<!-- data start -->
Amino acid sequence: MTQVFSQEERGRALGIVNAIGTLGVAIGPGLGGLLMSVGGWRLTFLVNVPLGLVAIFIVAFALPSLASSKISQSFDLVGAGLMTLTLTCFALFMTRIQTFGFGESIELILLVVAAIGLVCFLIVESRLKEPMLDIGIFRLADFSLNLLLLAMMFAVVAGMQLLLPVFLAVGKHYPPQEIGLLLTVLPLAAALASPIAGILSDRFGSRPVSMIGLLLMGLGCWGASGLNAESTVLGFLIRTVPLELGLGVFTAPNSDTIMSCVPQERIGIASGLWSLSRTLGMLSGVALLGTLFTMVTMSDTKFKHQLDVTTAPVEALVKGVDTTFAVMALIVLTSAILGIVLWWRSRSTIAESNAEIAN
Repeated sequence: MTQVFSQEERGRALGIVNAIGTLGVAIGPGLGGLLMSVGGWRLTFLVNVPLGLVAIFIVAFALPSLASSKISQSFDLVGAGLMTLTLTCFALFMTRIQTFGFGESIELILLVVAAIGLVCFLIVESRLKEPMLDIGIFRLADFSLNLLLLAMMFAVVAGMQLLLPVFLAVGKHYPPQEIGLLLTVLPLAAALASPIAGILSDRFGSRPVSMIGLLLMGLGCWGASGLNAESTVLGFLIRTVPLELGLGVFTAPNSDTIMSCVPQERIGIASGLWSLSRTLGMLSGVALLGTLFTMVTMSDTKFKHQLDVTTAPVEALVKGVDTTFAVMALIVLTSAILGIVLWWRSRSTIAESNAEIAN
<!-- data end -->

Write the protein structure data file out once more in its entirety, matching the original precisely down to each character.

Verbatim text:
Amino acid sequence: MTQVFSQEERGRALGIVNAIGTLGVAIGPGLGGLLMSVGGWRLTFLVNVPLGLVAIFIVAFALPSLASSKISQSFDLVGAGLMTLTLTCFALFMTRIQTFGFGESIELILLVVAAIGLVCFLIVESRLKEPMLDIGIFRLADFSLNLLLLAMMFAVVAGMQLLLPVFLAVGKHYPPQEIGLLLTVLPLAAALASPIAGILSDRFGSRPVSMIGLLLMGLGCWGASGLNAESTVLGFLIRTVPLELGLGVFTAPNSDTIMSCVPQERIGIASGLWSLSRTLGMLSGVALLGTLFTMVTMSDTKFKHQLDVTTAPVEALVKGVDTTFAVMALIVLTSAILGIVLWWRSRSTIAESNAEIAN
Repeated sequence: MTQVFSQEERGRALGIVNAIGTLGVAIGPGLGGLLMSVGGWRLTFLVNVPLGLVAIFIVAFALPSLASSKISQSFDLVGAGLMTLTLTCFALFMTRIQTFGFGESIELILLVVAAIGLVCFLIVESRLKEPMLDIGIFRLADFSLNLLLLAMMFAVVAGMQLLLPVFLAVGKHYPPQEIGLLLTVLPLAAALASPIAGILSDRFGSRPVSMIGLLLMGLGCWGASGLNAESTVLGFLIRTVPLELGLGVFTAPNSDTIMSCVPQERIGIASGLWSLSRTLGMLSGVALLGTLFTMVTMSDTKFKHQLDVTTAPVEALVKGVDTTFAVMALIVLTSAILGIVLWWRSRSTIAESNAEIAN